Leave No Trace on Your Family Camping Trip

January 27, 2016
Leave No Trace on Your Family Camping Trip

“Come on Cristie!”, says my hubby, who has the kids in the car, put the animals outside for the day, and started the engine…

You know what comes next, don’t you. Yep, a boot load of things to make sure your kids enjoy the day outdoors, including enough food, clean spare clothes (for those messes), and their fave toy for when the excitement is too much to bear anymore. Not to mention the water bottles, sunscreen, bathers (just in case its warm), raincoats (well, this IS Victoria!), cameras, and half of the week's supply of fruit. And that is just for a one-day trip! So much for treading lightly, eh?

But, even while it might seem difficult to leave no trace with the kids in tow, there are some simple ways to reduce your family's impact on the environment while enjoying the great outdoors. And here are just a few.

Reusable Plastic Containers

Firstly, I have outlaid a not too small amount of money on fancy containers that will keep everything separate in the slim hope that, come lunchtime, the beetroot won’t have gotten into the biscuits, thereby turning them into a gooey mess (I know you know what I am talking about here)... They work! Yes, you can buy cheaper containers which last a year or so, or you can purchase expensive brand containers that don’t always live up to their amazing claims, but a good set of middle-of-the-road containers works perfectly. Opting for plastic containers eliminates the need for Glad Wrap and plastic wrappers, which you seem to find everywhere nowadays. Just take the food out of its commercial wrappers before you leave home. This also means that you don’t have to look for rubbish bins in the middle of the bush, or at the beach – any leftovers can be placed back into the reusable containers for the trip home.

Reusable plastic containers for camping

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Pack Less Clothing

The spare clean clothes debate. This one can be tricky, especially when you have toilet training toddlers at home like I do, but I tend to dress my kids in clothes that I don't mind getting dirty when going outdoors. It saves my sanity too, as I don’t have to answer to great Auntie Bess as to why the tee that she gave my daughter last Christmas is covered in mud stains! By taking the angst out of the equation, you can have a lot more fun outdoors. I take an old garbage bag in the car, rip it in half, and make the kids sit on top of it when they are filthy. If you have a tarp, you could use that instead, or you can always get them to sit on beach towels. Problems solved (apart from the toilet training issues!)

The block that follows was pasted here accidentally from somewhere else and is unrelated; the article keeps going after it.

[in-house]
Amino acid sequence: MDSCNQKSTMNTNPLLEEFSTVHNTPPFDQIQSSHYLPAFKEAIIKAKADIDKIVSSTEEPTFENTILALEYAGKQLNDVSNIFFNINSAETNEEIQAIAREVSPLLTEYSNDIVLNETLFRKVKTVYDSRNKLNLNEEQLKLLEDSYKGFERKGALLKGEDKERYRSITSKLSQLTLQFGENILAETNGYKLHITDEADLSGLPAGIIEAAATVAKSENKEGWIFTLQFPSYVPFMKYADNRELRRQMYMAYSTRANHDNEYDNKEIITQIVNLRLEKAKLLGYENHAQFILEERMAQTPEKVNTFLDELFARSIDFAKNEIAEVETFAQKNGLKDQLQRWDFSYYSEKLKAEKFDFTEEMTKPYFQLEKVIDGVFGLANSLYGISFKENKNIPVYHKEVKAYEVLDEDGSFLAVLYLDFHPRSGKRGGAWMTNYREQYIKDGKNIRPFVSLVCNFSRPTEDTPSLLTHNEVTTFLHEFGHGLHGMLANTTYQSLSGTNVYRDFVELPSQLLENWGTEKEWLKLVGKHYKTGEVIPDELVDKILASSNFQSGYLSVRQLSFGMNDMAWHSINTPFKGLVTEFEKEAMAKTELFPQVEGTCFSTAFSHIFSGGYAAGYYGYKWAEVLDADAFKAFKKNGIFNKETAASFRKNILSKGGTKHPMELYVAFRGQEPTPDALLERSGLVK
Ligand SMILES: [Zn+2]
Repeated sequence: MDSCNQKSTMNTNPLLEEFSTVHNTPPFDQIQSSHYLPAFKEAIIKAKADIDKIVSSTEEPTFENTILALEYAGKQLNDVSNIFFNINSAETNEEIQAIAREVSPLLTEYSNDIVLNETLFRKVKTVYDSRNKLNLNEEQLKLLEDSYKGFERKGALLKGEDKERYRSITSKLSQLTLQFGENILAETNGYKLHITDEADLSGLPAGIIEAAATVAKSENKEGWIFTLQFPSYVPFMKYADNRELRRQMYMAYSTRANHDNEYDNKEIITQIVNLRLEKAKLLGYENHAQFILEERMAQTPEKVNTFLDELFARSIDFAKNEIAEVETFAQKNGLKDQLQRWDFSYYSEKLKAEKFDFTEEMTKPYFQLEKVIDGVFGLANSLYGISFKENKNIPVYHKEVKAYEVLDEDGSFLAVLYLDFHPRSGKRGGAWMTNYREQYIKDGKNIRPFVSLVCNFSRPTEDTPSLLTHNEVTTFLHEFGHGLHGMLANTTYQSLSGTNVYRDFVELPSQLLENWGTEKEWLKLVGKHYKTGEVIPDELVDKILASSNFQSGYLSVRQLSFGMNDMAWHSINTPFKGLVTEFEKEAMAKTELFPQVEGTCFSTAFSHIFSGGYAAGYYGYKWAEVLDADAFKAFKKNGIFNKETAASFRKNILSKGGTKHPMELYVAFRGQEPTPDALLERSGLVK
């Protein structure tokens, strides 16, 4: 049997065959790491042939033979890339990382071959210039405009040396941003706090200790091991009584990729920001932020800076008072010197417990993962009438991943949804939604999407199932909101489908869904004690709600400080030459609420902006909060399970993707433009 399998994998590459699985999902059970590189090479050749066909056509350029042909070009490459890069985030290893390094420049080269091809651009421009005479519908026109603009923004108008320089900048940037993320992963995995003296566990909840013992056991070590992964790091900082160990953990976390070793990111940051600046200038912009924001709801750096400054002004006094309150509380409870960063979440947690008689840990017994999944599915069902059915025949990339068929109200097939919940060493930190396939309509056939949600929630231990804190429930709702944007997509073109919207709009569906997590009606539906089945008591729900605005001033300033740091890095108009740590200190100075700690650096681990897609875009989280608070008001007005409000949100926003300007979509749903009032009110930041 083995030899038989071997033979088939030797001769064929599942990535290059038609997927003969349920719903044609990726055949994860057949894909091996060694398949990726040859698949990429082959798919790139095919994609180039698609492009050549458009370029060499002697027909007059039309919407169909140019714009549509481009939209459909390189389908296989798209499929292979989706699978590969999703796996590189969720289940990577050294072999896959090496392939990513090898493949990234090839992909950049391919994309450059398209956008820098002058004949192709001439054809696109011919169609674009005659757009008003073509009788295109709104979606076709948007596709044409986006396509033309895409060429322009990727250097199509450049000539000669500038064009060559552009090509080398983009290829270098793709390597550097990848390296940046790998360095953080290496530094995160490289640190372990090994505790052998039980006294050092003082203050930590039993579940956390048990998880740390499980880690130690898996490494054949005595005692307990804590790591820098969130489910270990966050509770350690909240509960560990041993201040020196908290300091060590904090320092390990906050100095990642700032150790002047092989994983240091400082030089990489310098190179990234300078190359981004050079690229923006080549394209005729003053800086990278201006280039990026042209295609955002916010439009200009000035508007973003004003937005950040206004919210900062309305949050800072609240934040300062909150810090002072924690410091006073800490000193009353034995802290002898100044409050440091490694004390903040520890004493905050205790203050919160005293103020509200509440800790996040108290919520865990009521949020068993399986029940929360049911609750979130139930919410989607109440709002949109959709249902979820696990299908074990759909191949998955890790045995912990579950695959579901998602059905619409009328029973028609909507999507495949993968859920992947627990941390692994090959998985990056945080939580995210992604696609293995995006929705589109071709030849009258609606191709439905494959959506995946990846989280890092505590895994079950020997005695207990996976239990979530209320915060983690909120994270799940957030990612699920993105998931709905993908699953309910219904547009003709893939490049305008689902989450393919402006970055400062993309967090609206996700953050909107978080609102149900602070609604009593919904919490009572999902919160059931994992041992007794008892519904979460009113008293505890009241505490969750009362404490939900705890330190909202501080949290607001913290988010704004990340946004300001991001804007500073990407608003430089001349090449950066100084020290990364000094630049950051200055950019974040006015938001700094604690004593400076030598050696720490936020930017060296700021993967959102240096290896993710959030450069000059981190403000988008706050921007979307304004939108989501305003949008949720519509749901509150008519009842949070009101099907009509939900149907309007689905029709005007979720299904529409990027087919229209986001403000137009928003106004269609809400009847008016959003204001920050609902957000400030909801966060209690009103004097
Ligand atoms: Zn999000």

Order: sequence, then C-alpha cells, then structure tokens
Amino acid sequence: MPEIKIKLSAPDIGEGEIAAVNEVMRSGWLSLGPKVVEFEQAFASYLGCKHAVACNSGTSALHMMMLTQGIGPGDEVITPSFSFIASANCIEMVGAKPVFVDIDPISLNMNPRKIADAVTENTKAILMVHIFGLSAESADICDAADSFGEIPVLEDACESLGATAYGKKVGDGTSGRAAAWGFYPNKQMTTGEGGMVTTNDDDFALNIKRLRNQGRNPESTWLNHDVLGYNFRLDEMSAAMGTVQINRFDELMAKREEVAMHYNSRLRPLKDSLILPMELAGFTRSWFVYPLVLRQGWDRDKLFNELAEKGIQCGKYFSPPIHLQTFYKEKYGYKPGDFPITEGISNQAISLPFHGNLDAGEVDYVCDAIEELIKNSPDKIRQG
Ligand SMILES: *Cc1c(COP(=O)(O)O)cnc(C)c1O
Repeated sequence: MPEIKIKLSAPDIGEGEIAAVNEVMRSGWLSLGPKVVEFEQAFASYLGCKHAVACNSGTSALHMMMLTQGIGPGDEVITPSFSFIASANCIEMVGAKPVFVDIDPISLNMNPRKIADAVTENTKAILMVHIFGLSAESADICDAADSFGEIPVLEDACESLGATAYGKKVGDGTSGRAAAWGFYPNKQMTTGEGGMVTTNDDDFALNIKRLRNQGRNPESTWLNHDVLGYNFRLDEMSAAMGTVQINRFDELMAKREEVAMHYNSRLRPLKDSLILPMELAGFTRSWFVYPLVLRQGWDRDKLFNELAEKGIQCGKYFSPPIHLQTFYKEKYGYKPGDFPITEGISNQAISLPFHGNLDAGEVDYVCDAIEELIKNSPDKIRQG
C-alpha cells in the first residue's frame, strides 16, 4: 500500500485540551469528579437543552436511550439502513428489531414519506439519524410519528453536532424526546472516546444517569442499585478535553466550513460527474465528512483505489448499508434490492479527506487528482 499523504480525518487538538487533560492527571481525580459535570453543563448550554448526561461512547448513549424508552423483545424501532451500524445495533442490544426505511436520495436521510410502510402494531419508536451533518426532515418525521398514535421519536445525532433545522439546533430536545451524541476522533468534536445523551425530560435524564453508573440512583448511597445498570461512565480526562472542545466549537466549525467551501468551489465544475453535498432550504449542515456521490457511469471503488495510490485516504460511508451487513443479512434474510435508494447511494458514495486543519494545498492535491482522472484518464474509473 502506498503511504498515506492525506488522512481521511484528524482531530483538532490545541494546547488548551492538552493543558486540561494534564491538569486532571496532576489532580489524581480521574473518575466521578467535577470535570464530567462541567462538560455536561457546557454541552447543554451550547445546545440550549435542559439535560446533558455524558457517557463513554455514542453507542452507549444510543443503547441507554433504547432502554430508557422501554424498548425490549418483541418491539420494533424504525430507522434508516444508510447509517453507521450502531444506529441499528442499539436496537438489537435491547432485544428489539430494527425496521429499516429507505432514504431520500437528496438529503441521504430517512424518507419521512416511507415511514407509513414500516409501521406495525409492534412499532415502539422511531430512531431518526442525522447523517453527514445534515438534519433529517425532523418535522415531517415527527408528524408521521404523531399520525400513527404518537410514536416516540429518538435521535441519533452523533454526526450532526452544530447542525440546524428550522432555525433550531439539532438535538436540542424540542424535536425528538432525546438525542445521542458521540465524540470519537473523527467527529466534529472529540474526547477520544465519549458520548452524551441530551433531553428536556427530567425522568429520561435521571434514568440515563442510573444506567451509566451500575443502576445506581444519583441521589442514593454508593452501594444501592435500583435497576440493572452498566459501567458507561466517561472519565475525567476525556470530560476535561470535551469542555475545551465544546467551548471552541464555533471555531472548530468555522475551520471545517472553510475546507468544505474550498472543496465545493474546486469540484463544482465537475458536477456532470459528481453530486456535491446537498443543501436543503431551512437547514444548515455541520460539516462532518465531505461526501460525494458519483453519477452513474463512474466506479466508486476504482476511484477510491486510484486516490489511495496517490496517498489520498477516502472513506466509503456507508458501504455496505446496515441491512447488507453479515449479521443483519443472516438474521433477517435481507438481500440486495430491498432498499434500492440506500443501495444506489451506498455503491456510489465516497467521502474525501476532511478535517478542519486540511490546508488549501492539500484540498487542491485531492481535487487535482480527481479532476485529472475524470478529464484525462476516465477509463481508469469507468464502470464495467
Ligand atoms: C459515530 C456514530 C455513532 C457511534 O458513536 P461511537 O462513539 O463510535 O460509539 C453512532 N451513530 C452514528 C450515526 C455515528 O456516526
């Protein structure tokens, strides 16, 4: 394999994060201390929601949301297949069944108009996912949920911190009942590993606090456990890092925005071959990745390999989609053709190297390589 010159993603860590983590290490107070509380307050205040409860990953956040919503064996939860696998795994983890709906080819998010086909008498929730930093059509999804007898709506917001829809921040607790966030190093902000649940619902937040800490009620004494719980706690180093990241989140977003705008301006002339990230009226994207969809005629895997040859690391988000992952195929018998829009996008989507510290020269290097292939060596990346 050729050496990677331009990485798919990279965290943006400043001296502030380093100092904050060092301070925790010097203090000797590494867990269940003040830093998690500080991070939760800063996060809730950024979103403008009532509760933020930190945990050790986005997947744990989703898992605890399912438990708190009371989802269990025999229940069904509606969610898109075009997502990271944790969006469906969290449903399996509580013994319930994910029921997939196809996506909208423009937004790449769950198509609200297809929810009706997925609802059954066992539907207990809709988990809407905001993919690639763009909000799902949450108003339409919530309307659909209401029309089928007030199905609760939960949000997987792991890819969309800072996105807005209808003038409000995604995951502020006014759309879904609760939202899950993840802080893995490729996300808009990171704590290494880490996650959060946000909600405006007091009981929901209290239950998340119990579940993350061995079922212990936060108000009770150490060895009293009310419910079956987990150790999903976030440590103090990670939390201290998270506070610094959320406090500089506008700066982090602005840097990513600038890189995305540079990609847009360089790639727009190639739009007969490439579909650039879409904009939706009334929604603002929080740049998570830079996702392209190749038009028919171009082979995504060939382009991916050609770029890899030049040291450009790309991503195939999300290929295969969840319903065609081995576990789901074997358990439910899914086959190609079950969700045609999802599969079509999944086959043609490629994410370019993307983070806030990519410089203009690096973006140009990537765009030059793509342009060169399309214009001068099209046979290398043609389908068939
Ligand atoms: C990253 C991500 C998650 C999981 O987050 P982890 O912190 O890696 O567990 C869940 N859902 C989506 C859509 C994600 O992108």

kids playing on the rocks in the mud

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Toilet Training Outdoors

Toilet training in the great outdoors. Yes, I am right in the thick of it here! My first born is a boy; boys are easy most of the time. They can be taught to do a bush wee like dad, and apart from once or twice a day, can pee standing up. My poor daughter though, she wants to pee standing up too, but its just not feasible! So I bought her a travel potty with a gorgeous ladybird on the front – it even re-seals itself after use meaning no nasty leftovers in the bush for animals to dig up (and no toilet paper messes on the ground either).

Doing Away with One-Use Plastic Bottles

In this day and age – where portable water is available at most playgrounds, beach shelters, and trail heads – it's easy to use refillable drink bottles for a day out. The water industry makes millions of dollars per year on the idea that we have to buy ‘fresh’ water in plastic bottles from supermarkets / service stations / cafés, because the water in Australia is not suitable for drinking. Yes, there are some places that suggest you don’t drink from local water sources, but for the majority of places we take our kids, this isn’t an issue. I love the Camelbak kids' drink-bottles] which come in very funky styles, and are leak proof! And with a wide mouth, they are very easy to refill.

Camelbak Eddy Kids Water Bottle

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Show them First Hand

But the best way that I have found for encouraging kids to learn to respect the outdoors is to show them first hand the beauty of our environment: let them experience it, leave no trace, and be a good role model for them to learn from. In my next blog, I will talk about activities you can do with your kids to show them the beauty of the outdoors, and the wonders it holds…

Dinosaur dig anyone?

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